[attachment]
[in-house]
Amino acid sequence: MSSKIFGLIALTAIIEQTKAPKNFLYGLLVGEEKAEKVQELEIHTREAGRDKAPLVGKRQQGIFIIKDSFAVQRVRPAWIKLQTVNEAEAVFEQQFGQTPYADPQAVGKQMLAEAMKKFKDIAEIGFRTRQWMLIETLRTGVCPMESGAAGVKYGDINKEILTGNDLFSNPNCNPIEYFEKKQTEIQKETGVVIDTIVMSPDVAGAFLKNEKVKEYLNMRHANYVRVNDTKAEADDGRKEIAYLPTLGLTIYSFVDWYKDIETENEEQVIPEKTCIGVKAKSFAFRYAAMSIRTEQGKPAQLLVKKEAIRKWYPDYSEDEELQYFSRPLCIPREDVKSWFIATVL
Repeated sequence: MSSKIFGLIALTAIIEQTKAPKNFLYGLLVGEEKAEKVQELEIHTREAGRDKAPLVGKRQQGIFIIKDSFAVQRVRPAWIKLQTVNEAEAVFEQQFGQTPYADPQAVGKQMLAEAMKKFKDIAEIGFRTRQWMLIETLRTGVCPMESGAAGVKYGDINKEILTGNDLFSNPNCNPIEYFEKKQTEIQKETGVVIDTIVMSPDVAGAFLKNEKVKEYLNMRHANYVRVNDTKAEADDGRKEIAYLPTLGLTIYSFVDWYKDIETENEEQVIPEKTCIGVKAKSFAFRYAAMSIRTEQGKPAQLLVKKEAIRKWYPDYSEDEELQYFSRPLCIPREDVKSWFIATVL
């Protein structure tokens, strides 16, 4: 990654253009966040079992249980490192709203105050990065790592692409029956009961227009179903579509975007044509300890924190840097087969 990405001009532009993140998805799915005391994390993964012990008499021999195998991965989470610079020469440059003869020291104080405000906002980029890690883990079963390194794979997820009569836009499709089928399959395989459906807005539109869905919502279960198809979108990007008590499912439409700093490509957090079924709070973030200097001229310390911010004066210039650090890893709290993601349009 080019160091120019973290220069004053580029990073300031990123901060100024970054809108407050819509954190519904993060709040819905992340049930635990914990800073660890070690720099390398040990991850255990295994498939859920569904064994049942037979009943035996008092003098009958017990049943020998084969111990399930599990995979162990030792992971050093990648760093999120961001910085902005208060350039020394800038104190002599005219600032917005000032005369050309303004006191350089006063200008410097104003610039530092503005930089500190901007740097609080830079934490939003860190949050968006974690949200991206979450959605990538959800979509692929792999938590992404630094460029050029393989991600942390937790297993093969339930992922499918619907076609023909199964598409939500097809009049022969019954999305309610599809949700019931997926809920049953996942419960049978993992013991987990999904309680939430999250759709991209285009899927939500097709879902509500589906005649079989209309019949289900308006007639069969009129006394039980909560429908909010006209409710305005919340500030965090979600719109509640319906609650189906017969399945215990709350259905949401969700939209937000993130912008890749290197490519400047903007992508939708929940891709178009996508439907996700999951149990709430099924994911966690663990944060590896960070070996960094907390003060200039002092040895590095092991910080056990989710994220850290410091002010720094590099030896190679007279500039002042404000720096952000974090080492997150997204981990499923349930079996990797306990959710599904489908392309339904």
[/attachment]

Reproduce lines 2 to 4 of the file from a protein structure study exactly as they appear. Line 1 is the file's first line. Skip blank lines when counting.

Amino acid sequence: MSSKIFGLIALTAIIEQTKAPKNFLYGLLVGEEKAEKVQELEIHTREAGRDKAPLVGKRQQGIFIIKDSFAVQRVRPAWIKLQTVNEAEAVFEQQFGQTPYADPQAVGKQMLAEAMKKFKDIAEIGFRTRQWMLIETLRTGVCPMESGAAGVKYGDINKEILTGNDLFSNPNCNPIEYFEKKQTEIQKETGVVIDTIVMSPDVAGAFLKNEKVKEYLNMRHANYVRVNDTKAEADDGRKEIAYLPTLGLTIYSFVDWYKDIETENEEQVIPEKTCIGVKAKSFAFRYAAMSIRTEQGKPAQLLVKKEAIRKWYPDYSEDEELQYFSRPLCIPREDVKSWFIATVL
Repeated sequence: MSSKIFGLIALTAIIEQTKAPKNFLYGLLVGEEKAEKVQELEIHTREAGRDKAPLVGKRQQGIFIIKDSFAVQRVRPAWIKLQTVNEAEAVFEQQFGQTPYADPQAVGKQMLAEAMKKFKDIAEIGFRTRQWMLIETLRTGVCPMESGAAGVKYGDINKEILTGNDLFSNPNCNPIEYFEKKQTEIQKETGVVIDTIVMSPDVAGAFLKNEKVKEYLNMRHANYVRVNDTKAEADDGRKEIAYLPTLGLTIYSFVDWYKDIETENEEQVIPEKTCIGVKAKSFAFRYAAMSIRTEQGKPAQLLVKKEAIRKWYPDYSEDEELQYFSRPLCIPREDVKSWFIATVL
């Protein structure tokens, strides 16, 4: 990654253009966040079992249980490192709203105050990065790592692409029956009961227009179903579509975007044509300890924190840097087969 990405001009532009993140998805799915005391994390993964012990008499021999195998991965989470610079020469440059003869020291104080405000906002980029890690883990079963390194794979997820009569836009499709089928399959395989459906807005539109869905919502279960198809979108990007008590499912439409700093490509957090079924709070973030200097001229310390911010004066210039650090890893709290993601349009 080019160091120019973290220069004053580029990073300031990123901060100024970054809108407050819509954190519904993060709040819905992340049930635990914990800073660890070690720099390398040990991850255990295994498939859920569904064994049942037979009943035996008092003098009958017990049943020998084969111990399930599990995979162990030792992971050093990648760093999120961001910085902005208060350039020394800038104190002599005219600032917005000032005369050309303004006191350089006063200008410097104003610039530092503005930089500190901007740097609080830079934490939003860190949050968006974690949200991206979450959605990538959800979509692929792999938590992404630094460029050029393989991600942390937790297993093969339930992922499918619907076609023909199964598409939500097809009049022969019954999305309610599809949700019931997926809920049953996942419960049978993992013991987990999904309680939430999250759709991209285009899927939500097709879902509500589906005649079989209309019949289900308006007639069969009129006394039980909560429908909010006209409710305005919340500030965090979600719109509640319906609650189906017969399945215990709350259905949401969700939209937000993130912008890749290197490519400047903007992508939708929940891709178009996508439907996700999951149990709430099924994911966690663990944060590896960070070996960094907390003060200039002092040895590095092991910080056990989710994220850290410091002010720094590099030896190679007279500039002042404000720096952000974090080492997150997204981990499923349930079996990797306990959710599904489908392309339904």